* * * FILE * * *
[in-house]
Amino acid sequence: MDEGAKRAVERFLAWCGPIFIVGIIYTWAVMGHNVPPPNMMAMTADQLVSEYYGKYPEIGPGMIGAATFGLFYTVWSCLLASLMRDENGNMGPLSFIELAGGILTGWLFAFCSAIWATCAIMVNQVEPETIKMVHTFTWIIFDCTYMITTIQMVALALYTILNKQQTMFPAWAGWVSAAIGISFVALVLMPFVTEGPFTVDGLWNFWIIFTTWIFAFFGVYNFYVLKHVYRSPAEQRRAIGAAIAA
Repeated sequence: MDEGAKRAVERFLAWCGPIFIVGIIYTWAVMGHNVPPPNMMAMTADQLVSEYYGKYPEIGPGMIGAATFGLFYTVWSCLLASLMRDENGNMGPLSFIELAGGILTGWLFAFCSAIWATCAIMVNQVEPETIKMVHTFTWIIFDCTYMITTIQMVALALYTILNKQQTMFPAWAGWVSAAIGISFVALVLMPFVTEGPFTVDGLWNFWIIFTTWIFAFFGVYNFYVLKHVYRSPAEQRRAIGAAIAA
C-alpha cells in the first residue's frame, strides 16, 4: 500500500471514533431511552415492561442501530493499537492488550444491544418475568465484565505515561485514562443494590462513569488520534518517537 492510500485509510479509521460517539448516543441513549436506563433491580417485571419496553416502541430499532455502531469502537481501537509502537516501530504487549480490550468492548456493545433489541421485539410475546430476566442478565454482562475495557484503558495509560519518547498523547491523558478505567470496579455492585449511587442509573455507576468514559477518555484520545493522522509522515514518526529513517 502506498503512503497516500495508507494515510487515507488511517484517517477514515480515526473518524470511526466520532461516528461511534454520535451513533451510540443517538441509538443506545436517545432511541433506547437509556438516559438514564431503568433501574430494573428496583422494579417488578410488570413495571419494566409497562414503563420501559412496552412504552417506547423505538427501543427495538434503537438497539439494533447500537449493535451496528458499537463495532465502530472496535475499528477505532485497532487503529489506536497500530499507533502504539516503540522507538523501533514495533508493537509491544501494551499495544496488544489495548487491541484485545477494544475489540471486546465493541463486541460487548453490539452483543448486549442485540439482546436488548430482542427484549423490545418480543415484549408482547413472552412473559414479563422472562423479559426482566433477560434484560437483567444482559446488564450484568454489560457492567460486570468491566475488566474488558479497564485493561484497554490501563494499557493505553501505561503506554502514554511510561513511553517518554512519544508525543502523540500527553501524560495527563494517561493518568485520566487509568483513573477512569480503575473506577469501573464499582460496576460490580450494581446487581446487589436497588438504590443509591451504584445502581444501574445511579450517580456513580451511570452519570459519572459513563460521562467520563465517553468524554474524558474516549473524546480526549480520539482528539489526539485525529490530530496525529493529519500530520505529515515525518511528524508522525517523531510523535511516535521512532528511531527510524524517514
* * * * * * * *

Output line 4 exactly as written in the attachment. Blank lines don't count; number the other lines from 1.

C-alpha cells in the first residue's frame, strides 16, 4: 500500500471514533431511552415492561442501530493499537492488550444491544418475568465484565505515561485514562443494590462513569488520534518517537 492510500485509510479509521460517539448516543441513549436506563433491580417485571419496553416502541430499532455502531469502537481501537509502537516501530504487549480490550468492548456493545433489541421485539410475546430476566442478565454482562475495557484503558495509560519518547498523547491523558478505567470496579455492585449511587442509573455507576468514559477518555484520545493522522509522515514518526529513517 502506498503512503497516500495508507494515510487515507488511517484517517477514515480515526473518524470511526466520532461516528461511534454520535451513533451510540443517538441509538443506545436517545432511541433506547437509556438516559438514564431503568433501574430494573428496583422494579417488578410488570413495571419494566409497562414503563420501559412496552412504552417506547423505538427501543427495538434503537438497539439494533447500537449493535451496528458499537463495532465502530472496535475499528477505532485497532487503529489506536497500530499507533502504539516503540522507538523501533514495533508493537509491544501494551499495544496488544489495548487491541484485545477494544475489540471486546465493541463486541460487548453490539452483543448486549442485540439482546436488548430482542427484549423490545418480543415484549408482547413472552412473559414479563422472562423479559426482566433477560434484560437483567444482559446488564450484568454489560457492567460486570468491566475488566474488558479497564485493561484497554490501563494499557493505553501505561503506554502514554511510561513511553517518554512519544508525543502523540500527553501524560495527563494517561493518568485520566487509568483513573477512569480503575473506577469501573464499582460496576460490580450494581446487581446487589436497588438504590443509591451504584445502581444501574445511579450517580456513580451511570452519570459519572459513563460521562467520563465517553468524554474524558474516549473524546480526549480520539482528539489526539485525529490530530496525529493529519500530520505529515515525518511528524508522525517523531510523535511516535521512532528511531527510524524517514